Today’s Wonder of the Day was inspired by Laura. Laura Wonders, “What are oktas?” Thanks for WONDERing with us, Laura!
If you’ve been WONDERing with us for a while, you may have learned a lot about measurements. Maybe you’ve read about how we measure air pressure, weight, or even time itself. Today, we’re WONDERing about another unit of measurement—the okta!
What does the okta measure? Here’s a hint: It can fly, but it doesn’t have wings. What are we talking about? Clouds, of course! Specifically, the okta measures cloud cover. That’s the amount of the sky covered by clouds at any specific time.
Have you ever watched or listened to a weather report? If so, you may remember hearing words like “partly cloudy,” “partly sunny,” or “mostly cloudy.” Meteorologists pay close attention to how heavy cloud cover is on a given day. That’s because clouds affect the weather, including the temperature and likelihood of precipitation.
How do meteorologists measure using oktas? First, they mentally divide the sky into eight equal boxes. Each of these boxes is one okta. If you think about it, this makes sense. After all, the prefix “octa-” means eight.
Next, they estimate how many of these equal boxes all the clouds in the sky could fill up if they were pushed together. These estimates are rounded up if even part of a box would be filled. The resulting number of oktas help meteorologists communicate the weather to the public.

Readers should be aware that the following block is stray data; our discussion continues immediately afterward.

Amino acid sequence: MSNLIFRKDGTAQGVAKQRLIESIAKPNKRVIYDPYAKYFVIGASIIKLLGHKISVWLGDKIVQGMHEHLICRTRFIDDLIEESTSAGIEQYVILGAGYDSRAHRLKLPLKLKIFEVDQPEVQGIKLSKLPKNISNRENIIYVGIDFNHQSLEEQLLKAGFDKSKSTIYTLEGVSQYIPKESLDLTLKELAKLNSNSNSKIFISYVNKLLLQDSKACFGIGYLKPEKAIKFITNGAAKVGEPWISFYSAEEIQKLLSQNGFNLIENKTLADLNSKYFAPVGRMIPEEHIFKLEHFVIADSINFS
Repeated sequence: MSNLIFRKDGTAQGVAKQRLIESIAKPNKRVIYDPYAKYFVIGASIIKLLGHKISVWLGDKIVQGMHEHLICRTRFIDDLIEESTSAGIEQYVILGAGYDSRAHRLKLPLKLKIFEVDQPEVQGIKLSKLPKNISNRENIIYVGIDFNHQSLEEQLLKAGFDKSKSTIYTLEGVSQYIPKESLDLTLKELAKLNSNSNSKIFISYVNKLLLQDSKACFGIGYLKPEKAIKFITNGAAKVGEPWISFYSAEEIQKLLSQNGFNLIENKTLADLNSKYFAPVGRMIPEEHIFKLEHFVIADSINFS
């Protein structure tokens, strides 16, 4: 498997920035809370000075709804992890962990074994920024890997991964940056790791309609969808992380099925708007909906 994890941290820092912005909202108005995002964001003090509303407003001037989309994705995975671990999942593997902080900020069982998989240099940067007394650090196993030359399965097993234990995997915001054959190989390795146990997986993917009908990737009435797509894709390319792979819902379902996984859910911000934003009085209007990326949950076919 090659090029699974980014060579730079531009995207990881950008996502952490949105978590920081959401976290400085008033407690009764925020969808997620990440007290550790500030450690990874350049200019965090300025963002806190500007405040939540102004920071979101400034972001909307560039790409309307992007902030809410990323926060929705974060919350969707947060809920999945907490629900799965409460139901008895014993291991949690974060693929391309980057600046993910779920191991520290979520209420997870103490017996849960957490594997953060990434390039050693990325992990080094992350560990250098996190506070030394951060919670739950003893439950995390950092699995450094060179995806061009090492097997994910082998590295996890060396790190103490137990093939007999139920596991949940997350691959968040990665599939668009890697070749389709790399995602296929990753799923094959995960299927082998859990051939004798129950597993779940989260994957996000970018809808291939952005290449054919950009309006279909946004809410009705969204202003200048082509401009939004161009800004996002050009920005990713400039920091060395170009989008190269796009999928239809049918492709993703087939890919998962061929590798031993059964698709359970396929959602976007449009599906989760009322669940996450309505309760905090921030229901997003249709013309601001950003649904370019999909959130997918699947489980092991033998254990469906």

For example, a measurement of zero oktas means there are no clouds in the sky. This is a clear, sunny day. One okta means the day will be fair, while two- or three-okta days are described as mostly sunny. If the clouds cover between four and six oktas, the day is partly cloudy. A score of seven means mostly cloudy. Of course, eight oktas means the sky has full cloud cover.
Of course, cloud cover isn’t the only measurement that matters. Cloud base measures the cloud’s altitude, and its height is the distance from the cloud base to its top. These measurements also affect how clouds might influence the weather.
Are you interested in clouds? Maybe a future in meteorology would be right for you! It can be fun to learn about the many different factors that affect the weather on a given day.
Standards: NGSS.ESS2.D, CCRA.R.1, CCRA.R.2, CCRA.R.4, CCRA.R.10, CCRA.W.2, CCRA.W.4, CCRA.W.9, CCRA.W.10, CCRA.L.1, CCRA.L.2, CCRA.L.3, CCRA.L.6, CCRA.SL.1, CCRA.SL.2